Washington, D.C. — As fiscal cliff deliberations intensify, the Center for American Progress today released “7 Ways that Looming Budget Cuts to Public Lands and Oceans Will Affect All Americans,” which examines seven key areas where proposed cuts to federal lands and ocean management agencies would undermine critical investments and fundamental services that Americans have come to depend upon for providing safety and security, enhancing economic contributions, and preserving America’s shared history, heritage, and recreation opportunities.
There is no doubt Americans will feel the impacts of such massive cuts. In particular, we will see reductions in many services provided by land and ocean management agencies such as weather satellites, firefighters, American-made energy, and hunting and fishing opportunities. Additionally—and perhaps most obviously—the cuts will likely cause some level of closure, if not complete closure, at many of our parks, seashores, and other cherished places. Losing funding for these critical services and infrastructure also reduces their tremendous value as job creators and economic drivers.
Some of the cuts for fiscal year 2013, should sequestration move forward, include:
- A $149 million reduction in the National Oceanic and Atmospheric Agency’s “Procurement, Acquisition, and Construction” account, expected to result in lower-quality storm predictions and warnings and fewer commercial and recreational fishing opportunities
- An $85 million cut to the Department of Interior’s Bureau of Land Management’s “Management of Lands and Resources” account, and a $105 million cut to “Resource Management” for the Fish and Wildlife Service, which could make it more difficult to study, permit, and build renewable energy projects on public lands
- $225 million in cuts to funding for wildland fire prevention and assistance at the land management agencies, putting American lives and property at risk and jeopardizing the resiliency of our national parks and forests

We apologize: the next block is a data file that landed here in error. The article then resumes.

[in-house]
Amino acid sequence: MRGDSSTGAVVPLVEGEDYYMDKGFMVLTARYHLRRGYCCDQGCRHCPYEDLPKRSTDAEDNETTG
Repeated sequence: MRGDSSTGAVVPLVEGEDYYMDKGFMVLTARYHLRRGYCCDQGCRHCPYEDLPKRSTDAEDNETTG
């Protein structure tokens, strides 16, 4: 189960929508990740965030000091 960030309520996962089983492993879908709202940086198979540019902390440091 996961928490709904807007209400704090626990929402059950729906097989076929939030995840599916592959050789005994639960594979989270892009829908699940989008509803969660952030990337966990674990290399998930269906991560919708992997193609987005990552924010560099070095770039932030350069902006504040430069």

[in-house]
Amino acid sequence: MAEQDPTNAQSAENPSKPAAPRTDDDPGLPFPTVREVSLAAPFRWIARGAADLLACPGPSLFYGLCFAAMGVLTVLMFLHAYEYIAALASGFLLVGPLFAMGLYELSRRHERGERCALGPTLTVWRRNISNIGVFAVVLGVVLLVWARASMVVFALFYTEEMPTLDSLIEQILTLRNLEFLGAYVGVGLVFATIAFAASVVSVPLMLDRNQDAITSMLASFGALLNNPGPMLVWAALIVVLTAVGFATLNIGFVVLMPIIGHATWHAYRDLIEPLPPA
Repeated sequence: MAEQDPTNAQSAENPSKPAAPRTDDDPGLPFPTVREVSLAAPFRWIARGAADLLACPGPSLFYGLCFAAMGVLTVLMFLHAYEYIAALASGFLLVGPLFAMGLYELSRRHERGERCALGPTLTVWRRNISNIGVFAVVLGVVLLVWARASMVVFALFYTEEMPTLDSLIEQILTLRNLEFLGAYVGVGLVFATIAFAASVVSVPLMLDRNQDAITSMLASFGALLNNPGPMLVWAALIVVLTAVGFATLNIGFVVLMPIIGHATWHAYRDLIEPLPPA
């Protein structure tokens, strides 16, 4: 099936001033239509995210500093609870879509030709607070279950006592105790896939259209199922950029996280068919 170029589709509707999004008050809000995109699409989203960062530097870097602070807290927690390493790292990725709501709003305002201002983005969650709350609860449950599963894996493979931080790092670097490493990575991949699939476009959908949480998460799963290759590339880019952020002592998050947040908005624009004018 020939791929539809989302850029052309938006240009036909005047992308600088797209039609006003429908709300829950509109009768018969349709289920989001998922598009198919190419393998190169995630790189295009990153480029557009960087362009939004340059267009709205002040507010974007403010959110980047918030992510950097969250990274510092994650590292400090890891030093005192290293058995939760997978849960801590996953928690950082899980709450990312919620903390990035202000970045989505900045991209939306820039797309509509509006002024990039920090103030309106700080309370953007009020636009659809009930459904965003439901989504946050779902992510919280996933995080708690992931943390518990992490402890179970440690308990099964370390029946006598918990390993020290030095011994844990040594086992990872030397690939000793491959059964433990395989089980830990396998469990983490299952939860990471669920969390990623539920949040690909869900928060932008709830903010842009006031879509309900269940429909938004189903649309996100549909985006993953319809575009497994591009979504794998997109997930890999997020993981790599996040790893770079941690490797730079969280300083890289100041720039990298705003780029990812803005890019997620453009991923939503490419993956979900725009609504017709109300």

- Nearly half a billion dollars in cuts to the Coast Guard budget, including a $247 million cut to the “Operating Expenses” account and a $115 million cut to “Acquisition, Construction, and Improvements,” to result in decreased homeland security and maritime safety for all Americans
Voters recognize the value of these services and by nearly a 3-to-1 margin oppose reducing conservation funds to balance the budget. A poll conducted by the Nature Conservancy determined that 74 percent of voters say that “even with federal budget problems, funding for conservation should not be cut.” And in the 2012 election, voters across 21 states approved ballot measures raising $767 million for new parks and conservation initiatives. As these statistics clearly show, many citizens are willing to pay a little more in order to fund conservation and related programs.
In order to continue providing these necessary services to the American people, this report calls on congressional Republicans to put forward a realistic plan that embraces both revenue increases and spending cuts. Attempting to balance the budget and avoid the fiscal showdown simply by cutting spending without a plan to increase revenue means we will be less prepared for the next Hurricane Sandy, we will be unable to control massive wildfires as quickly as we can today, and we will have fewer places to hunt, fish, and relax.
Cuts to nondefense discretionary spending should not come without the closure of tax loopholes for the wealthiest Americans and getting rid of subsidies to some of our most profitable companies, such as ExxonMobil and Royal Dutch Shell. A workable solution can only include a fair and favorable combination of both tax revenue and spending cuts.
To speak with CAP experts, please contact Christina DiPasquale at 202.481.8181 or email@example.com.